Spoiler-Free Review of Star Wars: The Last Jedi [[Guest Post]]

This week we have a very special guest post. My darling Gear has reviewed Star Wars: The Last Jedi! Now, we saw it on Thursday night and It was so fun. As much as I love Star Wars though, it is my husband’s heart and soul, so I felt it only fitting that he should be the one to review it.

Star Wars, Episode VIII, Episode 8

So without further Ado, here is his review!

The Last Jedi Review

My lovely wife had come up to me on Wednesday saying “I’m going to have a guest writer for this week” and as I asked who a smirk crept upon her face as she gleefully said “You!”

That’s right folks! With the release of Star Wars: The Last Jedi, Mama Michine requested, nay, demanded that I write a review. A first time for everything, right?
So strap yourselves in as I try my very best to give a spoiler-free review.

First off, a little note on what Star Wars means to me to get an idea of how I view this movie. I Have enjoyed Star Wars since I was a small child, but only became an obsessed fan in the middle of high school. While I understand that the prequels are bad, I enjoy the hell out of them. I can understand where they go wrong and what they ruined. I watch and read almost all Star Wars side-media. The original trilogy is better than the prequels, perhaps because people weren’t afraid to tell George when something was a bad idea. Episode V (The Empire Strikes Back) is bigger and deeper than the original STAR WARS (Episode IV), however, Episode IV (A New Hope) is still the best film of them all. I enjoyed Episode VII (The Force Awakens) up until the halfway point when ‘Death Star 3.0’ came into play. Episode III (Attack of the Clones) is my personal favourite of all the Star Wars films.

Now, with all that out of the way, I went into The Last Jedi very excited. The Force Awakens had set a lot of questions up while sending the universe into a different, if not narratively similar, setting. I enjoyed the new cast a lot and was eager to see where they would go next, not to mention the excitement of finally seeing Luke Skywalker again after his …cameo? in The Force Awakens.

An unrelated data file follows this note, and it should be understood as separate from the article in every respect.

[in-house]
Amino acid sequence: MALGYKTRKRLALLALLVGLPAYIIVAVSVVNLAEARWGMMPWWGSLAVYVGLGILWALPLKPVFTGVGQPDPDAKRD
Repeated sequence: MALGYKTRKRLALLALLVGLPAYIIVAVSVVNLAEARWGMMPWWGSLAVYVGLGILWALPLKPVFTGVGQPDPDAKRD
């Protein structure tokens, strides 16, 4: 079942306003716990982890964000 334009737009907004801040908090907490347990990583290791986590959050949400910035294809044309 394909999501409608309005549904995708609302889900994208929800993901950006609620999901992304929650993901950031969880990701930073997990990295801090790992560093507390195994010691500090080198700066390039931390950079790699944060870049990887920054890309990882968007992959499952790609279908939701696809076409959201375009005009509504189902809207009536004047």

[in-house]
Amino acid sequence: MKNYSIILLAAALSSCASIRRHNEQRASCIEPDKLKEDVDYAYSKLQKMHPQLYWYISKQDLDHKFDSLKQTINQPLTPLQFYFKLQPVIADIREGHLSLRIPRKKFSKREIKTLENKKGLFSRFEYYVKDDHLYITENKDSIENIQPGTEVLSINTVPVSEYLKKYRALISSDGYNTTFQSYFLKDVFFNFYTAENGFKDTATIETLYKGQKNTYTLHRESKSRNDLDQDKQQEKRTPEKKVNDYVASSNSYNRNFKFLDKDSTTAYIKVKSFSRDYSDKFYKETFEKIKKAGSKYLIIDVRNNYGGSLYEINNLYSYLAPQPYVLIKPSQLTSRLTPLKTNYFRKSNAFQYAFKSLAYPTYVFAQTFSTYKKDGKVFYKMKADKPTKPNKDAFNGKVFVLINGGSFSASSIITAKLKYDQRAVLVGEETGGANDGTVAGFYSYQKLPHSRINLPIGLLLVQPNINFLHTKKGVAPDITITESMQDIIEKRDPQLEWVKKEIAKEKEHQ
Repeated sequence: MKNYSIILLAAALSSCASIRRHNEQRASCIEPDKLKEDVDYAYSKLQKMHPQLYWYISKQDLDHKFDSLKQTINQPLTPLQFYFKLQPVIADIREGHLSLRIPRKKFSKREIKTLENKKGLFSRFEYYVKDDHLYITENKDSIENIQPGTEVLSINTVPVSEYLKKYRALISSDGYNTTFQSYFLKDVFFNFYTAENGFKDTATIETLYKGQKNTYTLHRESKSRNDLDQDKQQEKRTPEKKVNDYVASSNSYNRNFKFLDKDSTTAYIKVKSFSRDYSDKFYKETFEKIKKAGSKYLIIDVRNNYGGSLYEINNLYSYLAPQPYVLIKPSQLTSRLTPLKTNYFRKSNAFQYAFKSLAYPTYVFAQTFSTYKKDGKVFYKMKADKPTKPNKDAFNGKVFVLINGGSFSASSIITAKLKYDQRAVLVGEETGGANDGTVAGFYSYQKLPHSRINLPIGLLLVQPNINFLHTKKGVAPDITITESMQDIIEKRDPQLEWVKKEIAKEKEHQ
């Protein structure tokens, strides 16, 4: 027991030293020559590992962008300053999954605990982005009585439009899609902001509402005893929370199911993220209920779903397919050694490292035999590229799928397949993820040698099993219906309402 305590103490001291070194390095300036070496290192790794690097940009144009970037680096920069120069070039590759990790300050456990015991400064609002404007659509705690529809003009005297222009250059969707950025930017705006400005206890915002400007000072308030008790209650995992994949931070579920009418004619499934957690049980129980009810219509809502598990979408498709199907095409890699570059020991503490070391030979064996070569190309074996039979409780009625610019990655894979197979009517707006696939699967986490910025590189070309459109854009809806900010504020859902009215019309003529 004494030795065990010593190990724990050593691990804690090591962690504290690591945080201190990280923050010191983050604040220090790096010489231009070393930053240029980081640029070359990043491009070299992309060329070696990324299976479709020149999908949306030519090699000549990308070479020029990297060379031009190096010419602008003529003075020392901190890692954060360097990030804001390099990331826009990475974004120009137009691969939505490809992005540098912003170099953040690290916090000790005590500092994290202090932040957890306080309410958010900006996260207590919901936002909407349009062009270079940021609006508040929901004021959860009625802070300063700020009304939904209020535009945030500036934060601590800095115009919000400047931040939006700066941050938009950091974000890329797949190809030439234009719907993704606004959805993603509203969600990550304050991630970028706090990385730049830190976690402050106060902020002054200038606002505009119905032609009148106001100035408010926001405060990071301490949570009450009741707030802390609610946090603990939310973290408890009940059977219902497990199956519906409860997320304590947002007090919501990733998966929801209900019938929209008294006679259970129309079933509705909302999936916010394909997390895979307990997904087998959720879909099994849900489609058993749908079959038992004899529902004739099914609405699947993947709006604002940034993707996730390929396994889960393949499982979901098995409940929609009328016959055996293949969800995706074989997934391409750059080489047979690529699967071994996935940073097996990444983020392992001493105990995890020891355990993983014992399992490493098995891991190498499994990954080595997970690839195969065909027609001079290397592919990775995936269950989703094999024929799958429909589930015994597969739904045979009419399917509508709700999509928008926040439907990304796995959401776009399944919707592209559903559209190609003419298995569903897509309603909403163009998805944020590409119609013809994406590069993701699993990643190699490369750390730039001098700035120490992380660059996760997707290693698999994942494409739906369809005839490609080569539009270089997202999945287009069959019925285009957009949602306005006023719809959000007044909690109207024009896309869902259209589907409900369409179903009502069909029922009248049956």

I loved this movie.

The Last Jedi picks up almost immediately where The Force Awakens left us. The resistance is outrunning the first order as Rey (Daisy Ridley) deals with Luke Skywalker. I was delighted to see that it actually worked! I was very worried that this would make them remove the opening crawl, or alter the format that Star Wars has used for 7 movies prior. But it was laid out in a way to give us that satisfying STAR WARS flash across the screen and opening crawl that lead right into the story.

My one major complaint with The Force Awakens was how much it had to borrow from the original Star Wars. It held back on any big changes, avoiding risks and playing it safe (understandably so, as it was the spark of this whole Disney reboot and had to be done right). The Last Jedi however, is brave. It is not afraid to play with your expectations, not afraid to show failure or defeat. This film did it in such a way that I felt nobody was safe and literally anything could happen. Mistakes are made. Characters have to deal with consequences. The Last Jedi feels like the least classically Star Wars film of them all, while still being a great Star Wars film.

There is fantastic acting across the board. Luke Skywalker stole the show for me. I love Mark Hamill in anything he does and it felt like he gave it his all. To not bring up Carrie Fisher would be a crime. I was happy to see her in The Force Awakens but it did kind of feel like pulling someone out of retirement for their obligatory lines. She truly shined in this one.My heart broke every time I saw her on screen knowing that this would be the last time she would appear. I’m very glad they kept everything she filmed for The Last Jedi in tact after her death, and I am curious how they will handle Leia in the next movie.

That’s not to say there wasn’t anything that didn’t work for me. A chunk of the humour they had was really good, while other bits felt incredibly out of place. Acting in a way that feels less like a galaxy far far away and more like a sitcom near you.

This movie was the longest Star Wars yet, and it showed. For the first half of the film they jump between so many characters and story points. There was a whole side story with Finn (John Boyega) and the new character Rose (Kelly Marie Tran). Rose was adorable, her and Finn made a great team, but their mission was tonally off from the rest of the film, almost as though it should have been for a different movie. I enjoyed the character Bellissimo Del Toro played but felt he was too underused to be added to such a large array of characters. A lot of these things really made the movie lag in the middle.